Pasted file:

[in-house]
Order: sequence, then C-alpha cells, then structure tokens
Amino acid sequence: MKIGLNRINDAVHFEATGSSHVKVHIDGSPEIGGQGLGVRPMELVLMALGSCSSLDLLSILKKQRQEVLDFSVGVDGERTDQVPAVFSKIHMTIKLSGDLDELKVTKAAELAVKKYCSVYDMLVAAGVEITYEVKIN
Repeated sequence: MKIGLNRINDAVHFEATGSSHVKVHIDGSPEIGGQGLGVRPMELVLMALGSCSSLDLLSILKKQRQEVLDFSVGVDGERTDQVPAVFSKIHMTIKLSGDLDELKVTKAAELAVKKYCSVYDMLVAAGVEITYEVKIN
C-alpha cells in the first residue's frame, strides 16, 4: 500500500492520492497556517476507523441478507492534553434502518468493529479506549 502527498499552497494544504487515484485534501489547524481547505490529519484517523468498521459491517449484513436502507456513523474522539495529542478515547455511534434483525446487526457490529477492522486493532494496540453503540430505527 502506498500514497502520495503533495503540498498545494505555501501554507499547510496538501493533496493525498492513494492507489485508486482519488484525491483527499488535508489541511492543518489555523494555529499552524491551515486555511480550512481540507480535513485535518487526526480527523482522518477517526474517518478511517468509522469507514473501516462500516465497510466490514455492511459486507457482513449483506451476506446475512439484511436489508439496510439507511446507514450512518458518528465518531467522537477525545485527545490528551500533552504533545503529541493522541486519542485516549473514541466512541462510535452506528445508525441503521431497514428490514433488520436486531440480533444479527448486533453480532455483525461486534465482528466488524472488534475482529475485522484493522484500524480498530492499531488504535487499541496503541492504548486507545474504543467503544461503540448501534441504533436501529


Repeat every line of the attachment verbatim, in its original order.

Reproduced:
[in-house]
Order: sequence, then C-alpha cells, then structure tokens
Amino acid sequence: MKIGLNRINDAVHFEATGSSHVKVHIDGSPEIGGQGLGVRPMELVLMALGSCSSLDLLSILKKQRQEVLDFSVGVDGERTDQVPAVFSKIHMTIKLSGDLDELKVTKAAELAVKKYCSVYDMLVAAGVEITYEVKIN
Repeated sequence: MKIGLNRINDAVHFEATGSSHVKVHIDGSPEIGGQGLGVRPMELVLMALGSCSSLDLLSILKKQRQEVLDFSVGVDGERTDQVPAVFSKIHMTIKLSGDLDELKVTKAAELAVKKYCSVYDMLVAAGVEITYEVKIN
C-alpha cells in the first residue's frame, strides 16, 4: 500500500492520492497556517476507523441478507492534553434502518468493529479506549 502527498499552497494544504487515484485534501489547524481547505490529519484517523468498521459491517449484513436502507456513523474522539495529542478515547455511534434483525446487526457490529477492522486493532494496540453503540430505527 502506498500514497502520495503533495503540498498545494505555501501554507499547510496538501493533496493525498492513494492507489485508486482519488484525491483527499488535508489541511492543518489555523494555529499552524491551515486555511480550512481540507480535513485535518487526526480527523482522518477517526474517518478511517468509522469507514473501516462500516465497510466490514455492511459486507457482513449483506451476506446475512439484511436489508439496510439507511446507514450512518458518528465518531467522537477525545485527545490528551500533552504533545503529541493522541486519542485516549473514541466512541462510535452506528445508525441503521431497514428490514433488520436486531440480533444479527448486533453480532455483525461486534465482528466488524472488534475482529475485522484493522484500524480498530492499531488504535487499541496503541492504548486507545474504543467503544461503540448501534441504533436501529